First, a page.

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We Don’t Ask Big Questions
There are lot of big questions around : what is the meaning of life? How should society be arranged? etc. Most of us entertain them very now and then, we despair of trying to answer them. They have the status of jokes. We call them “pretentious”, but they matter deeply because only with sound answer to them can redirect one’s energy meaningfully. Philosophers are people unafraid of asking questions, They realize that these questions can always be broken down into more manageable chunks and the only really pretentious thing is to think one is allowed raising big naive sounding inquires
We Are Vulnerable To Errors Of Common Sense
Public opinion or what’s get called “Common Sense” is sensible and reasonable in countless areas. It’s what
you hear about from friends and neighbors, the stuff you take in without even thinking about it. But common sense is also often full of daftness
and error. Philosophy gets us to submit all aspects of common sense to reason. It wants us to think for ourselves. Is it really true what people say about love, money, children, travel, work? Philosophers are interested in asking whether an idea is logical – rather than simply assuming it must be right because it is popular and long-established.
We Are Mentally Confused
We’re not very good at knowing what goes on in our own minds. Someone we meet is very annoying, but we can’t pin down what the issue is. Or we lose our temper, but can’t readily tell what we’re so cross about. We lack insight into our own satisfactions and dislikes. That’s why we need to examine our own minds. Philosophy is committed to self-knowledge – and its central precept – articulated by the earliest, greatest philosopher, Socrates – is just two words long:
We Have Muddled Ideas About What Makes Us Happy
We’re not very good at making ourselves happy. We overrate the power of some things to improve our lives – and underrate others. We make the wrong choices because, guided by advertising and false glamour, we keep on imagining that a particular kind of holiday, or car, or computer will make a bigger difference than it can. At the same time, we underestimate the contribution of other things – like going for a walk – which may have little prestige but can contribute deeply to the character of existence. Philosophers seek to be wise by getting more precise about the activities and attitudes that really can help our lives to go better.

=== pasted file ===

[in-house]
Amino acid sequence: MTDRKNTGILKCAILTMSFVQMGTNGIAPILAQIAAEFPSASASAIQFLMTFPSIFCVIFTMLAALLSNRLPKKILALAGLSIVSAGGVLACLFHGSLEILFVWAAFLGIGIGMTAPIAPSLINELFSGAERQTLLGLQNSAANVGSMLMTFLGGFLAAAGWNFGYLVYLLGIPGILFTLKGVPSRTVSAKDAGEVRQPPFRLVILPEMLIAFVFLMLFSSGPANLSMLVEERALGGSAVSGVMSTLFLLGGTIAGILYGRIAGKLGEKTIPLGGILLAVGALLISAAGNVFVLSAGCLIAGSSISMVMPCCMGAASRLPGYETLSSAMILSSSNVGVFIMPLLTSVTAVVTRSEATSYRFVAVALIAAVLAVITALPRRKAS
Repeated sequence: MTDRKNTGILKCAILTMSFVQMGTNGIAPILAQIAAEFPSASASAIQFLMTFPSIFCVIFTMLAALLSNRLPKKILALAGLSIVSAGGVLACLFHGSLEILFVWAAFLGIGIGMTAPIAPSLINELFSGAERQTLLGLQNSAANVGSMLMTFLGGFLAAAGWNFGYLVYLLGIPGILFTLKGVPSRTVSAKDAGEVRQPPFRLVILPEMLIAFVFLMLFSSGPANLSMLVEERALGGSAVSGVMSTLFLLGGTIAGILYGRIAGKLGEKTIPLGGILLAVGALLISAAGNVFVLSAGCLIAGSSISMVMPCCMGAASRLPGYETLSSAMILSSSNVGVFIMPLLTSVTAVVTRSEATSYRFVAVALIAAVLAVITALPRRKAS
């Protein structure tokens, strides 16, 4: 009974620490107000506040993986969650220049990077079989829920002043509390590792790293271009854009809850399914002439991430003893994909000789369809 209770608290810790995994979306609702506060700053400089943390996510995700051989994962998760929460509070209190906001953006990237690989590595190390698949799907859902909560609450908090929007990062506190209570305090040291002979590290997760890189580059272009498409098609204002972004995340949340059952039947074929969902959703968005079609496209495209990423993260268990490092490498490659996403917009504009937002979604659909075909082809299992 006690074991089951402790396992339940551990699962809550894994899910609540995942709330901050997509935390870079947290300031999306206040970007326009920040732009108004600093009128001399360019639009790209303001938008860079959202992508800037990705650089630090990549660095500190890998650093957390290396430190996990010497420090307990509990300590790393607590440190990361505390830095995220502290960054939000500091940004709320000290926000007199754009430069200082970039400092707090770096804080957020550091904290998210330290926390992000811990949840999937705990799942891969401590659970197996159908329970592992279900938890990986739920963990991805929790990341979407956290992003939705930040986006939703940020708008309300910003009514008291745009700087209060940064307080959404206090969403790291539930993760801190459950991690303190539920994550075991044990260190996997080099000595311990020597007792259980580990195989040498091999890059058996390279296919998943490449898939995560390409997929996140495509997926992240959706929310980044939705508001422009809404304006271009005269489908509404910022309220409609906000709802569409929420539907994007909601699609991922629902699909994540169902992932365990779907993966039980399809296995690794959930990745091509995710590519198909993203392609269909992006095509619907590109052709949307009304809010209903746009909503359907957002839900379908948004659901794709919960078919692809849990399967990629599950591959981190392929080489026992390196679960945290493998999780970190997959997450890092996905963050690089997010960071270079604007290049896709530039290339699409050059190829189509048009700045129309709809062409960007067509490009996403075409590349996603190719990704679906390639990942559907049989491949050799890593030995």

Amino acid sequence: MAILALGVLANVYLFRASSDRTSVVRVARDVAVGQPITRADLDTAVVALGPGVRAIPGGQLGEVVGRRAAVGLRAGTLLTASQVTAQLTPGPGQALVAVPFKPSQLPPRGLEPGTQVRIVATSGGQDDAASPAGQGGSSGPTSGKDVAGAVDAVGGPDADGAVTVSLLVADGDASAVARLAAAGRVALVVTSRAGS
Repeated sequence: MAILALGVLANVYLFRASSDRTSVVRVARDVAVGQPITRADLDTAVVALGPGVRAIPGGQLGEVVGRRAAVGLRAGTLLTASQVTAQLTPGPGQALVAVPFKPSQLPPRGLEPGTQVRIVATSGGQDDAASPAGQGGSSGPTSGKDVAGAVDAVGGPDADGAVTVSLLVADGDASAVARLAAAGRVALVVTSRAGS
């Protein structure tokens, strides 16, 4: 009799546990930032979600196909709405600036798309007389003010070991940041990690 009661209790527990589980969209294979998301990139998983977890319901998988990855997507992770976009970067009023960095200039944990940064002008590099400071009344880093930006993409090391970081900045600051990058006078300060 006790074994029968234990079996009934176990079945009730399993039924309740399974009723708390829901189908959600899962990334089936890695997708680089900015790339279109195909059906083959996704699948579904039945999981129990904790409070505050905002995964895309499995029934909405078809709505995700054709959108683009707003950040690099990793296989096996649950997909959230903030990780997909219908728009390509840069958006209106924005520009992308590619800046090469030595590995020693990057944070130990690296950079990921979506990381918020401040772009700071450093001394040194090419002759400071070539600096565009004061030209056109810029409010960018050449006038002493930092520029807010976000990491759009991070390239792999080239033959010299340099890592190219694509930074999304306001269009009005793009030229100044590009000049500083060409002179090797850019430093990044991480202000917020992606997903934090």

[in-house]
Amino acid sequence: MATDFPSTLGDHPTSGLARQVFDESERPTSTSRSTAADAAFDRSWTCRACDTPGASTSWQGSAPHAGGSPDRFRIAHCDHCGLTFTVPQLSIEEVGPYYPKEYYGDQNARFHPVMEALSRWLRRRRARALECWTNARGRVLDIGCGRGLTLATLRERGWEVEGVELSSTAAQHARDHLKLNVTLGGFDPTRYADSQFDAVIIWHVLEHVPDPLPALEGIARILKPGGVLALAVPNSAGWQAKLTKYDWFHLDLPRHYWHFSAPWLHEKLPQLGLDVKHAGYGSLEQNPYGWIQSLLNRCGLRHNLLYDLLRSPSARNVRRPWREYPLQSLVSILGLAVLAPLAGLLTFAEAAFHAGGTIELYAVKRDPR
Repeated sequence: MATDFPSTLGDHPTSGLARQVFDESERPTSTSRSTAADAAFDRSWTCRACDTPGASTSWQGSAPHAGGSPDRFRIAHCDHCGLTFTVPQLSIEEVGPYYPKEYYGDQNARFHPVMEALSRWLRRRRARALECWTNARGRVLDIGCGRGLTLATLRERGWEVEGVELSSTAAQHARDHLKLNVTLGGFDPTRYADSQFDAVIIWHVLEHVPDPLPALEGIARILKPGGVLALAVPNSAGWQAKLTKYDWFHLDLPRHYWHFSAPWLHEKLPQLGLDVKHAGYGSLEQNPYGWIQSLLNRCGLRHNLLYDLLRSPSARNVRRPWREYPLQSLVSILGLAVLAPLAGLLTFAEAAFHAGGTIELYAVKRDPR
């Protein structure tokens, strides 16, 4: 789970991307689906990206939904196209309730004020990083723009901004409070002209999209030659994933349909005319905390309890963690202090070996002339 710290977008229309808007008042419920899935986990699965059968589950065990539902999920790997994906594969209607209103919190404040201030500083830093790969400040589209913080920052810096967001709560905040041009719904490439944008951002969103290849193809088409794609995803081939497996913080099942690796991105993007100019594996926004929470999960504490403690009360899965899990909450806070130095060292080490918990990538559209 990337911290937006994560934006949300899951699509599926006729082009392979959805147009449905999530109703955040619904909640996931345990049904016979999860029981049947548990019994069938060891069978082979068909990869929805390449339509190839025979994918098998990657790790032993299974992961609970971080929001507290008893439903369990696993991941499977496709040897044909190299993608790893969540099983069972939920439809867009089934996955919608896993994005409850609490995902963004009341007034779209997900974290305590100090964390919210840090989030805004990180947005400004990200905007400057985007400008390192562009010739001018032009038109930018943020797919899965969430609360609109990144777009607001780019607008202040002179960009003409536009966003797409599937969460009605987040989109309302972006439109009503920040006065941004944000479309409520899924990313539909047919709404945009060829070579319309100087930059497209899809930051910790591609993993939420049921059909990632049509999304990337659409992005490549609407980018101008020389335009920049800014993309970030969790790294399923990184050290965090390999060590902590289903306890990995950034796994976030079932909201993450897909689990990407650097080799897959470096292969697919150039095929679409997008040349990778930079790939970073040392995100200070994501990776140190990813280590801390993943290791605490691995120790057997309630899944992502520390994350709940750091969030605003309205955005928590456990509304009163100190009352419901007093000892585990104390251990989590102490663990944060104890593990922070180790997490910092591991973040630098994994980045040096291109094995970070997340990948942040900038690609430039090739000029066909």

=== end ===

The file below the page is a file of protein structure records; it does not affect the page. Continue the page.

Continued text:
We Panic And Lose Perspective
Philosophers are good at keeping a sense of what really matters and what doesn’t. On hearing the news that he’d lost all his possessions in a shipwreck, the Stoic philosopher Zeno simply said: ‘Fortune commands me to be a less encumbered philosopher.’ It’s responses like these that have made the very term ‘philosophical a byword for calm, long-term thinking and strength-of-mind, in short, for perspective. The wisdom of philosophy is – in modern times – mostly delivered in the form of books. But in the past, philosophers sat in market squares and discussed their ideas with shopkeepers or went into government offices and palaces to give advice. It wasn’t abnormal to have a philosopher on the payroll. Philosophy was thought of as a normal, basic activity – rather than as an unusual, esoteric, optional extra. Nowadays, it’s not so much that we overtly deny this thought but we just don’t have the right institutions set up to promulgate wisdom.